Looking at Old Travel Pics Could Help Boost Happiness While Grounded by the Pandemic

pandemic happiness

Research suggests that looking at old photos, and possibly even planning a future trip, can boost happiness levels while we're grounded by the pandemic. Photo: Getty Images / Anna Stills

It’s the time of year when I’d normally be looking forward to a getaway down south. But with the pandemic grounding non-essential trips, those plans weren’t even a glimmer this winter. So, it was like salt in the wound to read that travel can make us happier.

A study published in January in the journal Tourism Analysis shows that people who regularly travelled for pleasure — not business — were seven per cent more satisfied with their life. (I’m betting we’d see an even higher correlation if the study were redone now — you know what they say about absence, after all.)

“While things like work, family life and friends play a bigger role in overall reports of well-being, the accumulation of travel experiences does appear to have a small yet noticeable effect on self-reported life satisfaction,” said study lead Chun-Chu (Bamboo) Chen, an assistant professor in the School of Hospitality Business Management at Washington State University.

“It really illustrates the importance of being able to get out of your routine and experience new things.”

So what can we do while staying put to help curb the spread of COVID-19?

Try a change of scenery. “It really helps,” Chen tells me, on the phone from Vancouver, Wash. “By leaving your home to go somewhere — even hiking — that really helps.”

For the study, a trip was defined as travelling 75 miles, or 120 kilometres, from home. But it didn’t have to be overnight, Chen notes. “We want to stay in the bubble, but you have a road trip 75 miles — even 40 miles away — that helps,” he says.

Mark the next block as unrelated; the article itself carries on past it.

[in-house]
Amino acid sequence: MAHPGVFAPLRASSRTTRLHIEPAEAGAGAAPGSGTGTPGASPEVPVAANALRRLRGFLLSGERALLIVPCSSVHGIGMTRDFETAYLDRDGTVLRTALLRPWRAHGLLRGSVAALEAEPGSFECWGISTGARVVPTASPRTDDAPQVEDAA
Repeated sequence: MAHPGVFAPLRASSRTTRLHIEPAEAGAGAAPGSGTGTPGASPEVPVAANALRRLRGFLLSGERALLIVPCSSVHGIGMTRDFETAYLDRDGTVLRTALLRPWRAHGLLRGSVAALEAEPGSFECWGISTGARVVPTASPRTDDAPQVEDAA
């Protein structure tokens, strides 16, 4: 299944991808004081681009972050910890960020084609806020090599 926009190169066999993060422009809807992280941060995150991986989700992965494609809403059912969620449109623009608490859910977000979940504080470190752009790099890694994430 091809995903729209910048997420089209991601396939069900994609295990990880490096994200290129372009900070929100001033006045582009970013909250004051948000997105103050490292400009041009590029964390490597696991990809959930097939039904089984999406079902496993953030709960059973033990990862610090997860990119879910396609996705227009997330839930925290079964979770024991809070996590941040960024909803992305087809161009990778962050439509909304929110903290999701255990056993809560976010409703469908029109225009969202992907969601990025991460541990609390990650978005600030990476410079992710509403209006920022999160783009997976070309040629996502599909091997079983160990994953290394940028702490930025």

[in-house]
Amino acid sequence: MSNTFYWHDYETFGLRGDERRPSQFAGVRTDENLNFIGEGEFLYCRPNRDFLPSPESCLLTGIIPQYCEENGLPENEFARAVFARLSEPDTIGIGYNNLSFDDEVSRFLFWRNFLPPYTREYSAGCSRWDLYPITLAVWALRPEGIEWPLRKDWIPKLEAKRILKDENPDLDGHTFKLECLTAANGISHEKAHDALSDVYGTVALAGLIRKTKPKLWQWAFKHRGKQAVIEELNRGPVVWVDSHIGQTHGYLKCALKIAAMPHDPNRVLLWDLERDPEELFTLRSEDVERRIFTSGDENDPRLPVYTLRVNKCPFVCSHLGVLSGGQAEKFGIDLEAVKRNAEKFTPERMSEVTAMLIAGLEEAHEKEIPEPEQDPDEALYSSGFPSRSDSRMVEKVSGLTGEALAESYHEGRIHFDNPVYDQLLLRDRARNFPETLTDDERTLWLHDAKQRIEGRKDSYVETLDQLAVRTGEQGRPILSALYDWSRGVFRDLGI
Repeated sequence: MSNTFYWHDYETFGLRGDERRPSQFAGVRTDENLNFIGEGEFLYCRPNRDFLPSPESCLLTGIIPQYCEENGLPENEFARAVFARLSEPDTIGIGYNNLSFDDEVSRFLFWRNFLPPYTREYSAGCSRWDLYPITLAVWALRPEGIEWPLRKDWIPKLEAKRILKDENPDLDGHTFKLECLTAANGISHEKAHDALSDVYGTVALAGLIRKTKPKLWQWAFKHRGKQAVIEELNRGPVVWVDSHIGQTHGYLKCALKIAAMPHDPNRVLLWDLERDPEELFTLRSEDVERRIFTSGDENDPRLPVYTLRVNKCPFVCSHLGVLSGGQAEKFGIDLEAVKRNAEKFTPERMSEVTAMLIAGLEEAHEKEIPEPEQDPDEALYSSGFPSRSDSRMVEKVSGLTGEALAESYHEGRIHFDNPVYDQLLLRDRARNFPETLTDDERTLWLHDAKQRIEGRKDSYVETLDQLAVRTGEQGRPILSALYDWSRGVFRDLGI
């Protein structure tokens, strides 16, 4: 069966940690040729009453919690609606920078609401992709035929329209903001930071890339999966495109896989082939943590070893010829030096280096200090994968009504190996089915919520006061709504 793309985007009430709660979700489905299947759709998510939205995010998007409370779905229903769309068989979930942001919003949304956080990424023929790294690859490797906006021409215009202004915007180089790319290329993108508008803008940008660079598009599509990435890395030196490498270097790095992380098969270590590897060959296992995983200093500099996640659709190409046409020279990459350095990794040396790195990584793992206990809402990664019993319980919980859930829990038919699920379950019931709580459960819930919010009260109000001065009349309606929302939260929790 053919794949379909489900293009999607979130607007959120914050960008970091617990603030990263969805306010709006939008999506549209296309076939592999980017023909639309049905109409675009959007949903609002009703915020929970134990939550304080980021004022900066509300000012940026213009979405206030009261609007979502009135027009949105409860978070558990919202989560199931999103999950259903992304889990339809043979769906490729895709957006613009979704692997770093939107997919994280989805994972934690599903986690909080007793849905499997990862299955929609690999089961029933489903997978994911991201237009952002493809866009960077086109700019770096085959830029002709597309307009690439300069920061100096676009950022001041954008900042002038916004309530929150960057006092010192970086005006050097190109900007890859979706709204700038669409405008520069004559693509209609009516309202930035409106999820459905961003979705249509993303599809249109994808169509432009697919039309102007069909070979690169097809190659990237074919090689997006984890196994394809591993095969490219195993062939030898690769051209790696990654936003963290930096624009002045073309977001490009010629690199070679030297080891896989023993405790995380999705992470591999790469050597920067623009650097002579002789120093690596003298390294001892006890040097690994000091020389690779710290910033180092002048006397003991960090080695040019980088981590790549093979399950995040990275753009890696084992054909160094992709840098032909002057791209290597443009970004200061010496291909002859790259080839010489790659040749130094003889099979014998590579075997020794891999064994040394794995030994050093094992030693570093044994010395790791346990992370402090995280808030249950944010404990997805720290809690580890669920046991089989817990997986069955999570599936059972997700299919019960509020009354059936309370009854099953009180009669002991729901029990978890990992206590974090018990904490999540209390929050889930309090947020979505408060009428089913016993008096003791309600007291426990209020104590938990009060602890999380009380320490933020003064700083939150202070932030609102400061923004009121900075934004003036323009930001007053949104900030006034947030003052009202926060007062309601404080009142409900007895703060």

But what about when, under lockdown, curfew or stay-at-home orders, even that’s too far?

Time to get out the photo albums.

As Chen explains, previous research has shown that, like the trip itself, looking at vacation pictures or video can make people happier. So, too, can the anticipation of a trip. “Studies show that — expectation is key here — people will have more happy feelings before the vacation, maybe two or three weeks before. Because they know it’s coming,” Chen says.

Can planning a trip make us happier, too?

It hasn’t been studied, but Chen says it’s a logical assumption. What he does know for sure is that looking leads to buying. “If people actually pay more attention to travel-related information or if they talk about that more frequently, that will make them travel more. That’s what I found.”

For the study, Chen surveyed 500 adults aged 18 to 54 in his home country of Taiwan from November to December 2013. He found that people who took six trips or more — 32 per cent of respondents — also reported paying more attention to tourism information and discussing vacation plans more often. And the return on the time invested is pretty good.

As noted in the study paper, Chen’s previous research into vacation benefit showed that people usually feel happier, healthier and more relaxed after travel for pleasure.

“Because this will go away,” Chen says of the pandemic, “I really think planning for our next travel can be helpful. Even though you may not be able to book — I really like this idea of planning. That’d be my advice for anyone.”